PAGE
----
When delays can be taxing … the 5 April deadline

Angela Stafford

No matter how good your scheme administration is, slip-ups can happen for a variety of reasons – human error, member misunderstanding, general administrative delays – but with the end of the tax year looming, the consequences of a mistake, particularly relating to DC contributions, can be much more significant.  The annual allowance rules are increasingly complex, including the tapered annual allowance for higher earners and the planned reduction of the existing money purchase annual allowance to £4,000 (the Government confirmed on Wednesday that it intends to go ahead with this proposal). As a result, it is now more important to ensure that contributions are made in the right tax year. Mistakes and delays around this time can mean that members can incur significant tax bills.

While HMRC takes a sympathetic stance on errors in relation to unauthorised payments, this does not extend to errors which affect whether a member can benefit from their annual allowance in a certain tax year.  If a processing delay, for example, means a contribution which was intended to be made in this tax year is actually paid after 5 April, this payment will generally count towards the annual allowance for the new tax year and therefore any remaining allowance and roll-over allowance available in the previous tax year may be lost.

This isn’t such an issue for employee contributions, where the Pensions Tax Manual states that contributions are treated as paid when deducted from the employee’s pay, so it generally doesn’t matter if it lands with the pension scheme later, as long as the deduction is made in the right tax year (though contributions made through Relief at Source are slightly different).  However, trickier problems arise in relation to employer contributions and sacrifice arrangements, where the guidance isn’t clear on when the contributions are treated as paid. The view is generally that this isn’t until the scheme receives the payment, and there is little flexibility for retrospectively correcting mistakes.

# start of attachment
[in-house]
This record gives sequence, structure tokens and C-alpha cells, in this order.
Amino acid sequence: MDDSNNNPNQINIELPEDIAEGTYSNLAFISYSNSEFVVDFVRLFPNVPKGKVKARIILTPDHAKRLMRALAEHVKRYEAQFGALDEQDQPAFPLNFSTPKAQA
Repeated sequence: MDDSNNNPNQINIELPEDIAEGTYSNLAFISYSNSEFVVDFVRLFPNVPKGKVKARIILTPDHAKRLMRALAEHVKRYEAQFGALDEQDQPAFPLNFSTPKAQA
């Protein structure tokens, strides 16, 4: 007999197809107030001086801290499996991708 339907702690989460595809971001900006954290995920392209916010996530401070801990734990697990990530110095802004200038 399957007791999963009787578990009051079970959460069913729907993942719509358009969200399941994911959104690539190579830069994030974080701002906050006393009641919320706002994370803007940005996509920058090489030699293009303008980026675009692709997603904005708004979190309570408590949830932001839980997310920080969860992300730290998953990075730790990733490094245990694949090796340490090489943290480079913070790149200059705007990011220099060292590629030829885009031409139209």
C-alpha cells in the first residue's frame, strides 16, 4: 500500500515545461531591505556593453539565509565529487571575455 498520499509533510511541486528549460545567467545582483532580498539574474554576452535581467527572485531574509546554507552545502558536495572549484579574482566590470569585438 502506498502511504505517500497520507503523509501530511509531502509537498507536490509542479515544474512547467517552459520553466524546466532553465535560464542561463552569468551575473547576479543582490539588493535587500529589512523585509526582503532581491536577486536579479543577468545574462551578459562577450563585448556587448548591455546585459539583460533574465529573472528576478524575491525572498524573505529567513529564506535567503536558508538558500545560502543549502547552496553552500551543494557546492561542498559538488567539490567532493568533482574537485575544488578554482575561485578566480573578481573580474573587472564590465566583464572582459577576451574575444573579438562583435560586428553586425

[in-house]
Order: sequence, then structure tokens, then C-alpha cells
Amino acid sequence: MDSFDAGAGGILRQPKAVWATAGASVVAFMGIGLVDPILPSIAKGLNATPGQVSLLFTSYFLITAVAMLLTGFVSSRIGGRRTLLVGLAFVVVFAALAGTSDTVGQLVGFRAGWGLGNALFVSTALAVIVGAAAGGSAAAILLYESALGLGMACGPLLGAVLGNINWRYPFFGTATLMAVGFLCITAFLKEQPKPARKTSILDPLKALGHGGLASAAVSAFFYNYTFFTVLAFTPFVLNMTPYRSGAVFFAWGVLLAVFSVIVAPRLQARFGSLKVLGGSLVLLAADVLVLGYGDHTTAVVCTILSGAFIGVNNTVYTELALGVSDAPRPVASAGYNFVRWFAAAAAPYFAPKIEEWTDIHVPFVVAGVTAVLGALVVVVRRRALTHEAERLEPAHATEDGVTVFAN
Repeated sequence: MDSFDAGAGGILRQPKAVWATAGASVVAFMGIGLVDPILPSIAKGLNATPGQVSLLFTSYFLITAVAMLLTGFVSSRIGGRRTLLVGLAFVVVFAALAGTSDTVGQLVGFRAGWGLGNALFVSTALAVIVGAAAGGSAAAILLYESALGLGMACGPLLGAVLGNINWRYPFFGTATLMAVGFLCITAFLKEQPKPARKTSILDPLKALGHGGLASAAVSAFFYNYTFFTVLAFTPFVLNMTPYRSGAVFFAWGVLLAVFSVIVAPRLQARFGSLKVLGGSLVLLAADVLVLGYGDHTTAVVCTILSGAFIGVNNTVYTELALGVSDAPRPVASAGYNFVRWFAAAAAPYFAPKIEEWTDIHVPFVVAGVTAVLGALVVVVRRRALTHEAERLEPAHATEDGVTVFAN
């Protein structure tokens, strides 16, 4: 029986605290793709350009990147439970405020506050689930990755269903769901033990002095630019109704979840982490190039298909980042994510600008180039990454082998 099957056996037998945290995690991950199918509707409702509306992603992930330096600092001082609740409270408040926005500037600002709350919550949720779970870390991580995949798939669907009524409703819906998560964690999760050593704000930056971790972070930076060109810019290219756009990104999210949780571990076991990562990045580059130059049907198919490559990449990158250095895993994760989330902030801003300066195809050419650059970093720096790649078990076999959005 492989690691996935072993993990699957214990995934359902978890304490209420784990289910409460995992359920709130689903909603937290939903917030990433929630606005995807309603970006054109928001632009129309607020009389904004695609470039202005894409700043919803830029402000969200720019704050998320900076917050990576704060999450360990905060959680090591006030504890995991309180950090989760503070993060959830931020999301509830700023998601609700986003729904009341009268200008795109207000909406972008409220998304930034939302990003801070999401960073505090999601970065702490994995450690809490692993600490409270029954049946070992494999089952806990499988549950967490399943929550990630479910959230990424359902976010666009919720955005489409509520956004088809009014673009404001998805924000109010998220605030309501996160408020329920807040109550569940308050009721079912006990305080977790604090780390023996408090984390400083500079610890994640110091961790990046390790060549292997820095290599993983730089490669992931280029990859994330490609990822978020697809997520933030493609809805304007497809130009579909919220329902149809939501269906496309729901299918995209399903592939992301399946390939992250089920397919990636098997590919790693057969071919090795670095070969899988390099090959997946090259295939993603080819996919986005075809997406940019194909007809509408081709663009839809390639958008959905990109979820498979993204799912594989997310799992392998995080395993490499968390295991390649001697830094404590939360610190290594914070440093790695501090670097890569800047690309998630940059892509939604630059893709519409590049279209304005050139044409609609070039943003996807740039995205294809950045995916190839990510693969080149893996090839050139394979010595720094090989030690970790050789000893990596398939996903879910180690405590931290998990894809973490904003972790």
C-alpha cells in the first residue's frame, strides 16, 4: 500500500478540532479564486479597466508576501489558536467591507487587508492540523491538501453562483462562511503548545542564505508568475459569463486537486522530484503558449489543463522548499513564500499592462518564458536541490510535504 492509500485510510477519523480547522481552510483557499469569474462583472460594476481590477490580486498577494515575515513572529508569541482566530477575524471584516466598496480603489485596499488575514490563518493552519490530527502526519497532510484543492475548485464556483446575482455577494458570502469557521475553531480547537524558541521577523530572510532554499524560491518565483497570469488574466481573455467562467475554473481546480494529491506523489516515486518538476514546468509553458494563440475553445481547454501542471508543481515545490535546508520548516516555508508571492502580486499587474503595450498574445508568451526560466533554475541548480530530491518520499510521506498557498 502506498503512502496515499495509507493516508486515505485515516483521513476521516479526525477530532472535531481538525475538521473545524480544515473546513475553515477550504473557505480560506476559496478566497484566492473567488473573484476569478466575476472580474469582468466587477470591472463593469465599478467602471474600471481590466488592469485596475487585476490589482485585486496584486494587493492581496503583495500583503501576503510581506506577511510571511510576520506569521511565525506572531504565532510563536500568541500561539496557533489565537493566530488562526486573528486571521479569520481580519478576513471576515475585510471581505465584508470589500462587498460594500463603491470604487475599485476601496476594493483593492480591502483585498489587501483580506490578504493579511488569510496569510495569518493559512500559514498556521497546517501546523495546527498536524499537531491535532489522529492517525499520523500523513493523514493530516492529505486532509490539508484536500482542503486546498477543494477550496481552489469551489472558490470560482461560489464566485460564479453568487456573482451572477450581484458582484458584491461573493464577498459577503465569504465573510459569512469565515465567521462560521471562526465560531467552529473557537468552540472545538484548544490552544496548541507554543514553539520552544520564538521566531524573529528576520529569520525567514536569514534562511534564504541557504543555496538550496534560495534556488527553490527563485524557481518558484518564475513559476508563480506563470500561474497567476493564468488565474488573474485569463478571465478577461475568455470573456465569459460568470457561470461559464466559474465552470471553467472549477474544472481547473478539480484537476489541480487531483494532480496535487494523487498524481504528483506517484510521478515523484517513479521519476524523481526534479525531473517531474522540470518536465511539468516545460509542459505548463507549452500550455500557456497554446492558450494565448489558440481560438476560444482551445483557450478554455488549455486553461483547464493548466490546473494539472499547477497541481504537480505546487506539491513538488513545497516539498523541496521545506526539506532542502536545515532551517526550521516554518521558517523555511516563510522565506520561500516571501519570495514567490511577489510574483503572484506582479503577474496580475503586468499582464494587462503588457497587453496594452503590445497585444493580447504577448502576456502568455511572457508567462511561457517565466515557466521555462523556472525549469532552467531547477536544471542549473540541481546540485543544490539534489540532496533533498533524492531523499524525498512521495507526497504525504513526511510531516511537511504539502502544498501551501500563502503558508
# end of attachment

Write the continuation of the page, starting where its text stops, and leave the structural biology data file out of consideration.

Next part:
This wasn’t a big problem in the days of the higher annual allowance, when few people were likely to exceed it in any case.  However, in today’s world of the ever-tightening annual allowance noose, helped along by the tapered annual allowance for higher earners, members are much more sensitive to squeezing every bit out of their tax-free contributions.  Payments made in the wrong tax year can cause a significant loss, in particular where a member was planning carefully to fully utilise their available allowance – for example by making a large payment, perhaps through bonus sacrifice, at the end of the tax year to use up the last drop of tax relief.

While mistakes cannot always be prevented, schemes should be particularly vigilant around this time of year.  Prevention is better than cure, so here are three top tips for tax deadline success:

  1. Member communications should be clear on when decisions need to be made and information provided in order to ensure their requests are carried out in time (it’s worth checking workload capacity with your administrators and allowing for this).
  2. Allow enough time to address any issues (for example, incorrect information provided by the member) before the new tax year rolls in.
  3. Process contributions quickly and flag/resolve issues as a matter of urgency if relevant.

Angela Stafford is an associate at Allen & Overy LLP

Comments published on Pensions Talk do not necessarily reflect the views of Allen & Overy or its clients.

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